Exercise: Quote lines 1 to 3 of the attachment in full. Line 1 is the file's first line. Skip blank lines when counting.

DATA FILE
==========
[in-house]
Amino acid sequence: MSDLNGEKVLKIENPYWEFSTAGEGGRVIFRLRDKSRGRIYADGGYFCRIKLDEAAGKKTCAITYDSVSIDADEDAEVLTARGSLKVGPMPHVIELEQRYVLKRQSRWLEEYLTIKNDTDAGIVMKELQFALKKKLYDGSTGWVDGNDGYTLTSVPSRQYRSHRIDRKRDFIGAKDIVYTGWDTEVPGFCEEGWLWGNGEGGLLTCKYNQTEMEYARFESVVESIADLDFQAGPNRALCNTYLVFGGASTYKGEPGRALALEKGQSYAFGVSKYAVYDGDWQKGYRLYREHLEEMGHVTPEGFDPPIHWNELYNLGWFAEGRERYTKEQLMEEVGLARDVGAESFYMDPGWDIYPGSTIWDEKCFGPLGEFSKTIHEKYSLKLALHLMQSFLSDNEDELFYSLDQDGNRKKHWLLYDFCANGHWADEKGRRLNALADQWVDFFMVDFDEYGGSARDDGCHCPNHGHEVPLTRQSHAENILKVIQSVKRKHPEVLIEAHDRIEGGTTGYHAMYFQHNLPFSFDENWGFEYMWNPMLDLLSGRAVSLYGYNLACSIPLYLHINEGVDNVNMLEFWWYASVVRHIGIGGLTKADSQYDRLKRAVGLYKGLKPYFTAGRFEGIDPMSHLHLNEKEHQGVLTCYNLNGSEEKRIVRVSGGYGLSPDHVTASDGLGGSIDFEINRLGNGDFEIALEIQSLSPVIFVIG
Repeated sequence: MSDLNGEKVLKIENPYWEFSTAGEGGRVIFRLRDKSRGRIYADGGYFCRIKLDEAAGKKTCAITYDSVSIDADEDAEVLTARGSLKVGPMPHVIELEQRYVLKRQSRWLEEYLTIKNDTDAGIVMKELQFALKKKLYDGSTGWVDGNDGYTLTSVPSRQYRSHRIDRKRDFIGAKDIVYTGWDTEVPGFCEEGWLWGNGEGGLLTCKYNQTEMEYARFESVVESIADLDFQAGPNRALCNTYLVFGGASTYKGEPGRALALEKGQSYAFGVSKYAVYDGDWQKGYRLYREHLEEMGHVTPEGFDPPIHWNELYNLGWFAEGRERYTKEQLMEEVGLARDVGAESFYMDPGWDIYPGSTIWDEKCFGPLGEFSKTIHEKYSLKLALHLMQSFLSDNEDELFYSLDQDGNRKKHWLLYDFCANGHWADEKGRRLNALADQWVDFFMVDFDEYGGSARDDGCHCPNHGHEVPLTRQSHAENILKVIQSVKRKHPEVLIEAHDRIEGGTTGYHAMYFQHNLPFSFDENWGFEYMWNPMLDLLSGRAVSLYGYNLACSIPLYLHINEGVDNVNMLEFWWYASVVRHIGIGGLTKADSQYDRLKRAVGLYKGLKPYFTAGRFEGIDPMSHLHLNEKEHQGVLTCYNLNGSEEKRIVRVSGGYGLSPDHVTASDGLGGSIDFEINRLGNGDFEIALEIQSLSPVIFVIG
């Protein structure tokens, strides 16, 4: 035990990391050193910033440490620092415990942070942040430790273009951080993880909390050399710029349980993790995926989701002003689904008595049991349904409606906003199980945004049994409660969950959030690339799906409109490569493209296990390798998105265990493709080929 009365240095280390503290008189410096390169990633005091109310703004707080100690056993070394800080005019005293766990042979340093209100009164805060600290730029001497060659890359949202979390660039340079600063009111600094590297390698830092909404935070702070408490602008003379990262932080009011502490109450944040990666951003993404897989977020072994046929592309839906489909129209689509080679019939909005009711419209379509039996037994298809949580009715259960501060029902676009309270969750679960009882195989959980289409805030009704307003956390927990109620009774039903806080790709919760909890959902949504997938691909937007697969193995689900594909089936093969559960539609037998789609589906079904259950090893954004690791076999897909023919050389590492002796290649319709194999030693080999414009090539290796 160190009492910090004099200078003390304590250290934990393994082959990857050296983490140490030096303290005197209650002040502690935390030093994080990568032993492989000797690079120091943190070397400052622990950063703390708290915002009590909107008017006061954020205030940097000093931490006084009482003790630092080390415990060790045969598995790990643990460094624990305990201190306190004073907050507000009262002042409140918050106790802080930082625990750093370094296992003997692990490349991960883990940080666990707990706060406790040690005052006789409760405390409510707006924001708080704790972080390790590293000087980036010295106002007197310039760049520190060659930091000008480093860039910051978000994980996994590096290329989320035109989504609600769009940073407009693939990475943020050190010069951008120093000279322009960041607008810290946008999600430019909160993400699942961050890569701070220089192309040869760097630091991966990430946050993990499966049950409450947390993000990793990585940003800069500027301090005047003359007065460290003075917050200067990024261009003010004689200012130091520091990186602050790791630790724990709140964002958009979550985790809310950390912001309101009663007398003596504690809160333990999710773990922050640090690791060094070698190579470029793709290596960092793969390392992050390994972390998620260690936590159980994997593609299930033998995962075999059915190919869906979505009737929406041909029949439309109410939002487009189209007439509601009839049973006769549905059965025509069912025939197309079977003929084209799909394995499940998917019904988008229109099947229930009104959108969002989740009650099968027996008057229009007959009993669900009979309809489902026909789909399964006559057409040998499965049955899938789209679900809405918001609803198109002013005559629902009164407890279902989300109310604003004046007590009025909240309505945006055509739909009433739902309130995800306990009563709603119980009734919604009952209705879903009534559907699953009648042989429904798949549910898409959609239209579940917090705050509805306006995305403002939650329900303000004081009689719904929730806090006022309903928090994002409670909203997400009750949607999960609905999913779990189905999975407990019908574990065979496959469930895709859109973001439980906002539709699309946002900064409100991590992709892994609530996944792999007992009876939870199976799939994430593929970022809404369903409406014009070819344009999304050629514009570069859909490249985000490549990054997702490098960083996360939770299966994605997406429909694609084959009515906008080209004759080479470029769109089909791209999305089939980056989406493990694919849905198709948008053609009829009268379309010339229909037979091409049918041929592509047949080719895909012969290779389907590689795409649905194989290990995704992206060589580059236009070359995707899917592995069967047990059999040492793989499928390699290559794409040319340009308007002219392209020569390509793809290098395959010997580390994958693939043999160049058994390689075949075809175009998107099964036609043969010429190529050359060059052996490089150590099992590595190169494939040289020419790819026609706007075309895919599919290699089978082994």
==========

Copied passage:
[in-house]
Amino acid sequence: MSDLNGEKVLKIENPYWEFSTAGEGGRVIFRLRDKSRGRIYADGGYFCRIKLDEAAGKKTCAITYDSVSIDADEDAEVLTARGSLKVGPMPHVIELEQRYVLKRQSRWLEEYLTIKNDTDAGIVMKELQFALKKKLYDGSTGWVDGNDGYTLTSVPSRQYRSHRIDRKRDFIGAKDIVYTGWDTEVPGFCEEGWLWGNGEGGLLTCKYNQTEMEYARFESVVESIADLDFQAGPNRALCNTYLVFGGASTYKGEPGRALALEKGQSYAFGVSKYAVYDGDWQKGYRLYREHLEEMGHVTPEGFDPPIHWNELYNLGWFAEGRERYTKEQLMEEVGLARDVGAESFYMDPGWDIYPGSTIWDEKCFGPLGEFSKTIHEKYSLKLALHLMQSFLSDNEDELFYSLDQDGNRKKHWLLYDFCANGHWADEKGRRLNALADQWVDFFMVDFDEYGGSARDDGCHCPNHGHEVPLTRQSHAENILKVIQSVKRKHPEVLIEAHDRIEGGTTGYHAMYFQHNLPFSFDENWGFEYMWNPMLDLLSGRAVSLYGYNLACSIPLYLHINEGVDNVNMLEFWWYASVVRHIGIGGLTKADSQYDRLKRAVGLYKGLKPYFTAGRFEGIDPMSHLHLNEKEHQGVLTCYNLNGSEEKRIVRVSGGYGLSPDHVTASDGLGGSIDFEINRLGNGDFEIALEIQSLSPVIFVIG
Repeated sequence: MSDLNGEKVLKIENPYWEFSTAGEGGRVIFRLRDKSRGRIYADGGYFCRIKLDEAAGKKTCAITYDSVSIDADEDAEVLTARGSLKVGPMPHVIELEQRYVLKRQSRWLEEYLTIKNDTDAGIVMKELQFALKKKLYDGSTGWVDGNDGYTLTSVPSRQYRSHRIDRKRDFIGAKDIVYTGWDTEVPGFCEEGWLWGNGEGGLLTCKYNQTEMEYARFESVVESIADLDFQAGPNRALCNTYLVFGGASTYKGEPGRALALEKGQSYAFGVSKYAVYDGDWQKGYRLYREHLEEMGHVTPEGFDPPIHWNELYNLGWFAEGRERYTKEQLMEEVGLARDVGAESFYMDPGWDIYPGSTIWDEKCFGPLGEFSKTIHEKYSLKLALHLMQSFLSDNEDELFYSLDQDGNRKKHWLLYDFCANGHWADEKGRRLNALADQWVDFFMVDFDEYGGSARDDGCHCPNHGHEVPLTRQSHAENILKVIQSVKRKHPEVLIEAHDRIEGGTTGYHAMYFQHNLPFSFDENWGFEYMWNPMLDLLSGRAVSLYGYNLACSIPLYLHINEGVDNVNMLEFWWYASVVRHIGIGGLTKADSQYDRLKRAVGLYKGLKPYFTAGRFEGIDPMSHLHLNEKEHQGVLTCYNLNGSEEKRIVRVSGGYGLSPDHVTASDGLGGSIDFEINRLGNGDFEIALEIQSLSPVIFVIG